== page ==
The database 10 is then distributed to the sorting machines on which the items of mail are sorted again. It is beneficial not to transmit the complete database 10 but only the database regions which correspond to the items of mail which are processed there.
In the sorting passes 2 and thereafter (FIG. 3), the items of mail from the containers 16 are supplied to the sorting machine in a predefined order with respect to the sorting bin number. The sequence of the bin numbers, and therefore the order of supplying the containers, can be equated with the order of the data sets in the database 10 in different ways:
As a result of the input 32 of the sorting bin number j, the corresponding database group 34 is selected 33. The determination of the database section which corresponds with the items of mail supplied to the respective container 16 for the sorting bin j requires closer consideration. Three cases are distinguished:
In the first case, the database section corresponding to this container is identical to the selected database group. In the second case, the order of the items of mail supplied likewise corresponds to the order of the items of mail in the database 10.
If the containers 16 are not supplied in the original order—the third case—the database section which corresponds to the content of the current container 16 must be determined. In this case, the information in the “transfer” field and, optionally, the start card belonging to each container are used for this sorting bin. The start card indicates that a new container 16 begins and, therefore, in turn a corresponding database section must be determined. Since, by means of the “transition” element, the amount of items of mail in the sorting bin 14 has been divided into exactly as many parts as containers 16 have been provided, it is possible to use for the selection the first, n=5 items of mail from each part amount which have not yet been processed. The current item of mail therefore: has to be compared with all these objects and checked for correspondence. The part amount forms the corresponding database section, whose starting object has a fingerprint identical to the current image of the item of mail.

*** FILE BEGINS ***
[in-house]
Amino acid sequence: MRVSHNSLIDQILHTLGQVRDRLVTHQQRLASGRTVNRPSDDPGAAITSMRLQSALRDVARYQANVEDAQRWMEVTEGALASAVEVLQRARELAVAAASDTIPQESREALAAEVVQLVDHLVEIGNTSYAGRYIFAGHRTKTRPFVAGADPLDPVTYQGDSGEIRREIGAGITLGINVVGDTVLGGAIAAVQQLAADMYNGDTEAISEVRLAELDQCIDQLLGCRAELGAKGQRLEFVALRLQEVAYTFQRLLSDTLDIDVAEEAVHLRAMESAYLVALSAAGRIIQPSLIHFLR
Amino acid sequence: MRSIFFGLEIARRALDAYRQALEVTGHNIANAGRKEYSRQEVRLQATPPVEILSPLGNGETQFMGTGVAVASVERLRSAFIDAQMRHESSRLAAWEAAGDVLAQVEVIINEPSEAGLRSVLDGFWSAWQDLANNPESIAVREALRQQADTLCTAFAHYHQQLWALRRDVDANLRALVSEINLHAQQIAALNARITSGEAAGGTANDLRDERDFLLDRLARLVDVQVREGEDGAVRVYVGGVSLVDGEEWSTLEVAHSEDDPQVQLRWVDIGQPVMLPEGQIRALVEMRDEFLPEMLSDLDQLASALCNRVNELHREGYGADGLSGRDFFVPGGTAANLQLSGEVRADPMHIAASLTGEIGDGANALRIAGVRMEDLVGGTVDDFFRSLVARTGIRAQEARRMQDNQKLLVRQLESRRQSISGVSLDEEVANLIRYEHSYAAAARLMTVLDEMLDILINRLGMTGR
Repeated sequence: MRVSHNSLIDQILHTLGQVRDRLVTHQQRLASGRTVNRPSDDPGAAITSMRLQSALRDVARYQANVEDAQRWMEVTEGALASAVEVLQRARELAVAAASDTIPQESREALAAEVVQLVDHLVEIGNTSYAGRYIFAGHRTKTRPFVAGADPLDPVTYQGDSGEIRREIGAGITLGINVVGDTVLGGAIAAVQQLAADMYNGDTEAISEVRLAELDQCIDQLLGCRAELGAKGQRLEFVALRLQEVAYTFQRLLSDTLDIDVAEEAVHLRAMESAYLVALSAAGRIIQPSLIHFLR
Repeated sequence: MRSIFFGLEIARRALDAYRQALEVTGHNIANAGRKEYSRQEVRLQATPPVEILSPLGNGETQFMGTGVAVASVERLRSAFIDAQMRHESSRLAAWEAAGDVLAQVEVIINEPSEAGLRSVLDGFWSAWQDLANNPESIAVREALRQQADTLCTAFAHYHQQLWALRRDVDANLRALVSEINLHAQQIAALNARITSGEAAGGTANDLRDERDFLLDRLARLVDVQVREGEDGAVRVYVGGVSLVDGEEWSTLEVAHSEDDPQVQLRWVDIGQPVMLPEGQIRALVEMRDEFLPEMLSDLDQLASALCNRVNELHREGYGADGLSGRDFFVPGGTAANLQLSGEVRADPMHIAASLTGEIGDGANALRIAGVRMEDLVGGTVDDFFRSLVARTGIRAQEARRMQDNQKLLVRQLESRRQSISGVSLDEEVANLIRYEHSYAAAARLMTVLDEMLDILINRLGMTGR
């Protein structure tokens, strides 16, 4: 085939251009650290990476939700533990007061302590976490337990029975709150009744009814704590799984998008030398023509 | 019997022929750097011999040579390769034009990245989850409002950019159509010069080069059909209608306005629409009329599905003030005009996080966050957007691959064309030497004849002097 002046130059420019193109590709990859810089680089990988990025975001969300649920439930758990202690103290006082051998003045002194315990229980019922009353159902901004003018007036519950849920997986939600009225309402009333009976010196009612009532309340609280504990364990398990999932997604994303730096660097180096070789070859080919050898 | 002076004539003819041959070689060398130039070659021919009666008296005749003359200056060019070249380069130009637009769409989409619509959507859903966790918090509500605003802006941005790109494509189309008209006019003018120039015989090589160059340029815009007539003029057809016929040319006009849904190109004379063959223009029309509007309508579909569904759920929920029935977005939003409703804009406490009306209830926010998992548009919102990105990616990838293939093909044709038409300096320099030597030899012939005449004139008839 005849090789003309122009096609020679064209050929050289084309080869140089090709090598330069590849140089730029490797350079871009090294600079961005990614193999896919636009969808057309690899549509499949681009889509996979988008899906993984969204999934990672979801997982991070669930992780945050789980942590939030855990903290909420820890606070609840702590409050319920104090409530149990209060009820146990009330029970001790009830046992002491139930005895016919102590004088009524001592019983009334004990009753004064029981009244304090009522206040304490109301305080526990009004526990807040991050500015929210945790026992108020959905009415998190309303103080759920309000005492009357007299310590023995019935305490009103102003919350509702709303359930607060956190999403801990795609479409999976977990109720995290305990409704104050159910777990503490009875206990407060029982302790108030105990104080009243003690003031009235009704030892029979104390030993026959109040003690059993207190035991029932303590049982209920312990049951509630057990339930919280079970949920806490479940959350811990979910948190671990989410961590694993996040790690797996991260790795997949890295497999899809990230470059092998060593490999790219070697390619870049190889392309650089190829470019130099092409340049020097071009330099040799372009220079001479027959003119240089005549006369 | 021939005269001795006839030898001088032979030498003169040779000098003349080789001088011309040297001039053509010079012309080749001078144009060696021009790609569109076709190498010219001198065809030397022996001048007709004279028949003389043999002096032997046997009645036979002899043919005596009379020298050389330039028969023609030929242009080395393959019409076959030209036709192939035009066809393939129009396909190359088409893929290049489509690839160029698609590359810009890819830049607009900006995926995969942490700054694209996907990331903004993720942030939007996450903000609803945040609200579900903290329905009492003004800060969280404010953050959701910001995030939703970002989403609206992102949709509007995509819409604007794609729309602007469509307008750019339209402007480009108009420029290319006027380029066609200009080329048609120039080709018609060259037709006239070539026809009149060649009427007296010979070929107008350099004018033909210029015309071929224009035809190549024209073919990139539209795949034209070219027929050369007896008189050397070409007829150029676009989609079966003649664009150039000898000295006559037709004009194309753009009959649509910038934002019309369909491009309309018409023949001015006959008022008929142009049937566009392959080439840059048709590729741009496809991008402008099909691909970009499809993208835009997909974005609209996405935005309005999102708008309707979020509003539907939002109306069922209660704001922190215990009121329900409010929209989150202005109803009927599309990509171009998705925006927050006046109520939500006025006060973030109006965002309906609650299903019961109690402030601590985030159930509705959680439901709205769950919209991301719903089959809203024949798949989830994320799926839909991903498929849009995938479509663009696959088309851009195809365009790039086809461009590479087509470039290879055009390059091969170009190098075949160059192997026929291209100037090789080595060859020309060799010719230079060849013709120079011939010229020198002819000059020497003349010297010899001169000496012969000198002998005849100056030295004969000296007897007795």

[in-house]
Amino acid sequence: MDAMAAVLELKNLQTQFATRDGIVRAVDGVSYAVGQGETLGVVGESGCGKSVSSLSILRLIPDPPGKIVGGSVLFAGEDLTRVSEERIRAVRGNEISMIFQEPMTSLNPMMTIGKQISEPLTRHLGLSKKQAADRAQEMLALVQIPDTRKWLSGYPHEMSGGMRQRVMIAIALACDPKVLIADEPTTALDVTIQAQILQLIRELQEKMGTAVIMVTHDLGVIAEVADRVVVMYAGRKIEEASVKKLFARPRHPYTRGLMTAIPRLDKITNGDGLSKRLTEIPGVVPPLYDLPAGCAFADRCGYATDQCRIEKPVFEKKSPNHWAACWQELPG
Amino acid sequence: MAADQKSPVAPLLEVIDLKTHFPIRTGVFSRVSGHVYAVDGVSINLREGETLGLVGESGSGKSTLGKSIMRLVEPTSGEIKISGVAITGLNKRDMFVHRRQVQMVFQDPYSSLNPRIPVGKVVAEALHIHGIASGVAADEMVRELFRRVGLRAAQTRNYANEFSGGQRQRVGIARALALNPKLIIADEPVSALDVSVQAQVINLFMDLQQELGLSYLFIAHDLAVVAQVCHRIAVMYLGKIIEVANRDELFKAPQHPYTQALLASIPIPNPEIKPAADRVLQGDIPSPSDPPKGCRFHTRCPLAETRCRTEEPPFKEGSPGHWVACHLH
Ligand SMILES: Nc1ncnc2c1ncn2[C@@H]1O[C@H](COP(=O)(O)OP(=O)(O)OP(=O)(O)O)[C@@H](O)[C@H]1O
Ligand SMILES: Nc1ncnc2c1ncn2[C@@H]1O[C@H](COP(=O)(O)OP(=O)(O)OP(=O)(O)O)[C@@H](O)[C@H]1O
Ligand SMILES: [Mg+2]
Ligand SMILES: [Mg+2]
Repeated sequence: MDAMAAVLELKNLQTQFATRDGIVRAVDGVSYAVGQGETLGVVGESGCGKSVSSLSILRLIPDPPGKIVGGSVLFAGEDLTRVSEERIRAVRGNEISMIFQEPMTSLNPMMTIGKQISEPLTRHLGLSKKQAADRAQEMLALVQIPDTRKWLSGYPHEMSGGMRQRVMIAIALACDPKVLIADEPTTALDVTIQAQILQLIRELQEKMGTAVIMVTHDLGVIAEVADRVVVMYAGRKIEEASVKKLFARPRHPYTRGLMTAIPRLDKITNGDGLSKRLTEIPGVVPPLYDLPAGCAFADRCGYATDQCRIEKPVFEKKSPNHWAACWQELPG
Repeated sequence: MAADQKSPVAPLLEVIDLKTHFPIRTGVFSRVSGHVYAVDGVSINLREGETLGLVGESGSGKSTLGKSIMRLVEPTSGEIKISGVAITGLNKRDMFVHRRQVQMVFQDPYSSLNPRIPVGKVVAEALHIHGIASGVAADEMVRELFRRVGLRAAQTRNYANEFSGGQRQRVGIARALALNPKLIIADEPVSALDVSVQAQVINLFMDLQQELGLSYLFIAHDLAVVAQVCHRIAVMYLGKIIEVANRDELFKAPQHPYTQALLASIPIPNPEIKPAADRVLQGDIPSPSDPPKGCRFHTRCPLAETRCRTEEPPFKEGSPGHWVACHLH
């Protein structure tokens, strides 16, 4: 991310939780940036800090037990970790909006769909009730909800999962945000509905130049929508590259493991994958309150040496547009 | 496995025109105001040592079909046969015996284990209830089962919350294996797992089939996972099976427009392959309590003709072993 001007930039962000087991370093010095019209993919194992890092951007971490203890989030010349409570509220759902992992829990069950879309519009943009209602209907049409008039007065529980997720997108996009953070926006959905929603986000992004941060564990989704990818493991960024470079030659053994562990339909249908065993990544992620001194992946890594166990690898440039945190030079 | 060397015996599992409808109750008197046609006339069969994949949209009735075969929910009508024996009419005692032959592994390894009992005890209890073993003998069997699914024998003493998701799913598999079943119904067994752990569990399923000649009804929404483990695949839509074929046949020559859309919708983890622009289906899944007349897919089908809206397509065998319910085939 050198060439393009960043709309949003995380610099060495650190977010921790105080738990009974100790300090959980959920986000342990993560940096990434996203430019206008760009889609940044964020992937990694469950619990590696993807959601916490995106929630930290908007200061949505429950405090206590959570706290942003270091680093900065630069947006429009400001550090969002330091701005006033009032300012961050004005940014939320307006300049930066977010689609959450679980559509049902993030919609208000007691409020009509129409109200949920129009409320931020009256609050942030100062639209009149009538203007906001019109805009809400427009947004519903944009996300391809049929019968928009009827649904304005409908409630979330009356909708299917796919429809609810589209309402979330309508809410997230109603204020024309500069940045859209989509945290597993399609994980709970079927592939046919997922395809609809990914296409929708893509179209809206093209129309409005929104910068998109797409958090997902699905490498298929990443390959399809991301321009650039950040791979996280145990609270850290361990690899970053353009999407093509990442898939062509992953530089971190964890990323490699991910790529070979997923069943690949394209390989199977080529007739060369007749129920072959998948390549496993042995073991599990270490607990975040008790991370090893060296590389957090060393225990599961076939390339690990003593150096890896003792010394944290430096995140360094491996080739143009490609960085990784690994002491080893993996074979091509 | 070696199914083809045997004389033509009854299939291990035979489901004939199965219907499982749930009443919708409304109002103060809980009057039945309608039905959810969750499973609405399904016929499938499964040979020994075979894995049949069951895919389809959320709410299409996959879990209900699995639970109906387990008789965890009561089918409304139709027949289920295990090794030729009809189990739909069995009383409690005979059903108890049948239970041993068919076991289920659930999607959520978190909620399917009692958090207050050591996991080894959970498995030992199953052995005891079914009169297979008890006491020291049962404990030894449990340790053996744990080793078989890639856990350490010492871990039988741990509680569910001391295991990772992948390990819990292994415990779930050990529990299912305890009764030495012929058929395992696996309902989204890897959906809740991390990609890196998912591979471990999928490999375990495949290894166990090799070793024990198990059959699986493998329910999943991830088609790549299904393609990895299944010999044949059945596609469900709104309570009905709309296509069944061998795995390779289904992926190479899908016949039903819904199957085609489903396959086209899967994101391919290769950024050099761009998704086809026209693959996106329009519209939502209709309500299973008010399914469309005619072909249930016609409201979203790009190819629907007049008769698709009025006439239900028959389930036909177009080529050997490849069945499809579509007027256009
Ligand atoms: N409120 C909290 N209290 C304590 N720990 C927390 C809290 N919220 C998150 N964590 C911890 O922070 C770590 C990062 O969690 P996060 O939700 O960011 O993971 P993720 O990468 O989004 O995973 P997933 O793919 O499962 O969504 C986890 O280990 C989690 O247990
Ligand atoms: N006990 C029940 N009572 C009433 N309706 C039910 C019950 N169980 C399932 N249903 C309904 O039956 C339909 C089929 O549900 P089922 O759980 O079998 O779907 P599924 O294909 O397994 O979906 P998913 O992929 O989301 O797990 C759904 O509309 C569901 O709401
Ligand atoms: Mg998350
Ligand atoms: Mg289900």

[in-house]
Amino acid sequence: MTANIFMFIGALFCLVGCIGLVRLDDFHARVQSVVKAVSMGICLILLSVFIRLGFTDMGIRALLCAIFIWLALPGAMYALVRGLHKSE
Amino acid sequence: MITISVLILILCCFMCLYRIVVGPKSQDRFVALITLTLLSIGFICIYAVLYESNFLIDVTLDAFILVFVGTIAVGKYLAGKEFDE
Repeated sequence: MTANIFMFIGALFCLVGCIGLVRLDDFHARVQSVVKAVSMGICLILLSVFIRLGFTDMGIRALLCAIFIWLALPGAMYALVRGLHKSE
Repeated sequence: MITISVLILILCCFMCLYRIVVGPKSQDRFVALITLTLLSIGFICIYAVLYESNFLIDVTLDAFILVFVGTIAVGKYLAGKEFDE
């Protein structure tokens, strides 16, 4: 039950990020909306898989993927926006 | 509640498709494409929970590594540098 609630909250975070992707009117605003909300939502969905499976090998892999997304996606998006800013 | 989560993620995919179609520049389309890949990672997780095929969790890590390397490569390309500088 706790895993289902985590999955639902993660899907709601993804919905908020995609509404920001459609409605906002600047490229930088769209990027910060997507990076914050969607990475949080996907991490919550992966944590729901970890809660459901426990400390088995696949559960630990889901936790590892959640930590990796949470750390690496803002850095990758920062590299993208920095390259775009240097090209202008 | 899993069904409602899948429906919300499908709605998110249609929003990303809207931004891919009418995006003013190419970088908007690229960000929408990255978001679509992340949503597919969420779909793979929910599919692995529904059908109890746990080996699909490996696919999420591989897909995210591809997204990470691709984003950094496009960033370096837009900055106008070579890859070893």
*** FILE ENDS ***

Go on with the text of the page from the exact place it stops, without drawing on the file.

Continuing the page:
The distribution code of an item of mail to be sorted is determined by comparing the fingerprint 35 with the five first database entries of the relevant database section. Each time there is successful correspondence, from this point on the next five database entries are compared with the next image of an item of mail. The number of the amount of items of mail selected, five in this case, must be greater than the maximum multiple delivery rate to be expected.
In each sorting pass, the database 10 is brought to the most recent state 36 if sorting subsequently has to be continued. For this purpose, for each object processed, the elements “bin number” and “time 2” are provided with the appropriate new values. Likewise, the “transition” element is deleted, and the bin emptying data set is overwritten, if both are in use. Before the database 10 is resorted for the subsequent sorting pass 21 and 22, the contents of the two fields “time 1” and “time 2” are interchanged at 23.
As an alternative to the proposed central database solution, the storage of the fingerprint features and of the distribution code can likewise be carried out via electronic memory modules, which are fixed directly to the containers 16, and therefore make this data available decentrally, exactly at the point at which it is needed. For example, stickers with semiconductor memories can be used which, after the container 16 has been filled, are loaded with the information relating to the fingerprint features and the distribution code and are fixed directly to this container 16. During subsequent sorting passes, the content of the sticker is read out before it is fed into the sorting machine, and the fingerprint comparison 35 is carried out. The beginning of this stack is detected via the start card.
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|U.S. Classification||209/584, 209/900, 700/225|
|International Classification||B07C3/02, B07C3/00, B07C3/14, G06K7/00, B07C3/18|
|Cooperative Classification||Y10S209/90, B07C3/00, B07C3/14|
|European Classification||B07C3/00, B07C3/14|
|Apr 1, 2002||AS||Assignment|
|Oct 14, 2008||FPAY||Fee payment|
Year of fee payment: 4
|Oct 10, 2012||FPAY||Fee payment|
Year of fee payment: 8